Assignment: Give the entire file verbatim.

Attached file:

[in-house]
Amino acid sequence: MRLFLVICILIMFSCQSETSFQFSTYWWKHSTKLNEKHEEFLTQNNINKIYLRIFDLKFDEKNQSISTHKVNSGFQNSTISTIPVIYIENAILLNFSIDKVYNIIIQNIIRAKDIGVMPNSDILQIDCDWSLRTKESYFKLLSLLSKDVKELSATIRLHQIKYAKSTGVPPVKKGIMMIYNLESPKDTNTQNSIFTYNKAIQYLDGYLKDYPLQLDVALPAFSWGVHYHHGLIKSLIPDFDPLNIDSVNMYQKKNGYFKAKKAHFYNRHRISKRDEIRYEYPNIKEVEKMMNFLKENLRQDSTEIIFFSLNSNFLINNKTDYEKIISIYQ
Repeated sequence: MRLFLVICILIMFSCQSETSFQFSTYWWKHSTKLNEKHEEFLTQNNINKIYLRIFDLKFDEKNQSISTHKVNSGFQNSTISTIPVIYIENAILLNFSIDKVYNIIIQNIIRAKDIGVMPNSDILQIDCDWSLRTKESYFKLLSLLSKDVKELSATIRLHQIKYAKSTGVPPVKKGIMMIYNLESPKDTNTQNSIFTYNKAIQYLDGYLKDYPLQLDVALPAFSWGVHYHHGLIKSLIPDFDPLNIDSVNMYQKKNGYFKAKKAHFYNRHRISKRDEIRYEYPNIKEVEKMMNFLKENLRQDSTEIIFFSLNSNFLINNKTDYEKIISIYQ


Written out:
[in-house]
Amino acid sequence: MRLFLVICILIMFSCQSETSFQFSTYWWKHSTKLNEKHEEFLTQNNINKIYLRIFDLKFDEKNQSISTHKVNSGFQNSTISTIPVIYIENAILLNFSIDKVYNIIIQNIIRAKDIGVMPNSDILQIDCDWSLRTKESYFKLLSLLSKDVKELSATIRLHQIKYAKSTGVPPVKKGIMMIYNLESPKDTNTQNSIFTYNKAIQYLDGYLKDYPLQLDVALPAFSWGVHYHHGLIKSLIPDFDPLNIDSVNMYQKKNGYFKAKKAHFYNRHRISKRDEIRYEYPNIKEVEKMMNFLKENLRQDSTEIIFFSLNSNFLINNKTDYEKIISIYQ
Repeated sequence: MRLFLVICILIMFSCQSETSFQFSTYWWKHSTKLNEKHEEFLTQNNINKIYLRIFDLKFDEKNQSISTHKVNSGFQNSTISTIPVIYIENAILLNFSIDKVYNIIIQNIIRAKDIGVMPNSDILQIDCDWSLRTKESYFKLLSLLSKDVKELSATIRLHQIKYAKSTGVPPVKKGIMMIYNLESPKDTNTQNSIFTYNKAIQYLDGYLKDYPLQLDVALPAFSWGVHYHHGLIKSLIPDFDPLNIDSVNMYQKKNGYFKAKKAHFYNRHRISKRDEIRYEYPNIKEVEKMMNFLKENLRQDSTEIIFFSLNSNFLINNKTDYEKIISIYQ